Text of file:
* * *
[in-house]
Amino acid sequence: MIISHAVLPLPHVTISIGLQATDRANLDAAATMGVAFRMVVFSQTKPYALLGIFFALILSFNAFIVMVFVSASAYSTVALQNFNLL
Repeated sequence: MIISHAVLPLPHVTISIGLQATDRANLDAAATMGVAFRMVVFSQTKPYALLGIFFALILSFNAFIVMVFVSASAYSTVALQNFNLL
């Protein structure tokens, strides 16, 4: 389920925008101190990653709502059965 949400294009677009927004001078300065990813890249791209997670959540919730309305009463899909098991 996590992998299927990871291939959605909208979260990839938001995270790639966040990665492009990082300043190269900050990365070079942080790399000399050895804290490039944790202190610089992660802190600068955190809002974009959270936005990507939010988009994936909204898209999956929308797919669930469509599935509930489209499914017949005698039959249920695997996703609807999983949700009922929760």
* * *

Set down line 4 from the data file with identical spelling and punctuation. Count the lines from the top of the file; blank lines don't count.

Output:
């Protein structure tokens, strides 16, 4: 389920925008101190990653709502059965 949400294009677009927004001078300065990813890249791209997670959540919730309305009463899909098991 996590992998299927990871291939959605909208979260990839938001995270790639966040990665492009990082300043190269900050990365070079942080790399000399050895804290490039944790202190610089992660802190600068955190809002974009959270936005990507939010988009994936909204898209999956929308797919669930469509599935509930489209499914017949005698039959249920695997996703609807999983949700009922929760």